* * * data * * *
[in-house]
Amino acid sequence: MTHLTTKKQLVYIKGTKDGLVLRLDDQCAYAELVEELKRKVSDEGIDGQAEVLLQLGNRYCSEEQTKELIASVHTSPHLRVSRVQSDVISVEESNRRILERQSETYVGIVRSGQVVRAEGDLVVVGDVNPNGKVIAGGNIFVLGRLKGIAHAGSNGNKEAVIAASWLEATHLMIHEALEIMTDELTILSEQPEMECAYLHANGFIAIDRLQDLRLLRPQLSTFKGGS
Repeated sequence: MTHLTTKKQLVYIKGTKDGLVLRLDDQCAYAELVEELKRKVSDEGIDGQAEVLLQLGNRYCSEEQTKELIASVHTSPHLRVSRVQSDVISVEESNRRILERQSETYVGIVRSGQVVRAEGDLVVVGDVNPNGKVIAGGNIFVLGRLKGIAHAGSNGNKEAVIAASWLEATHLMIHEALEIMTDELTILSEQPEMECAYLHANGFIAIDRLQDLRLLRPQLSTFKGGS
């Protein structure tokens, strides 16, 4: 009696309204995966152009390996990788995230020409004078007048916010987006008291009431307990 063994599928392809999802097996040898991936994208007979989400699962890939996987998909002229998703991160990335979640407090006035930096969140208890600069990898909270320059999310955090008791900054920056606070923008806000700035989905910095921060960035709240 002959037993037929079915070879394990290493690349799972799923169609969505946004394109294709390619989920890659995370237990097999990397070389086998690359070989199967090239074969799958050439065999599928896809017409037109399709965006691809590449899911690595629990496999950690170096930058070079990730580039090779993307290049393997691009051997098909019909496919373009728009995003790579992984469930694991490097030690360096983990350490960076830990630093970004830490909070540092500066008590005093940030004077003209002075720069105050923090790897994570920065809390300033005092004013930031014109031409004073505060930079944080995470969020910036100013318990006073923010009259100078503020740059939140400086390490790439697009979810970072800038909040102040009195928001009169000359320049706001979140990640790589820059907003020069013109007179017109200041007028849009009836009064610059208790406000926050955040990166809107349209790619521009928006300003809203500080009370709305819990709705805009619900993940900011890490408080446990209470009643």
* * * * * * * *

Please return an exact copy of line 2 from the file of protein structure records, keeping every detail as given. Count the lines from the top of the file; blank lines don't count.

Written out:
Amino acid sequence: MTHLTTKKQLVYIKGTKDGLVLRLDDQCAYAELVEELKRKVSDEGIDGQAEVLLQLGNRYCSEEQTKELIASVHTSPHLRVSRVQSDVISVEESNRRILERQSETYVGIVRSGQVVRAEGDLVVVGDVNPNGKVIAGGNIFVLGRLKGIAHAGSNGNKEAVIAASWLEATHLMIHEALEIMTDELTILSEQPEMECAYLHANGFIAIDRLQDLRLLRPQLSTFKGGS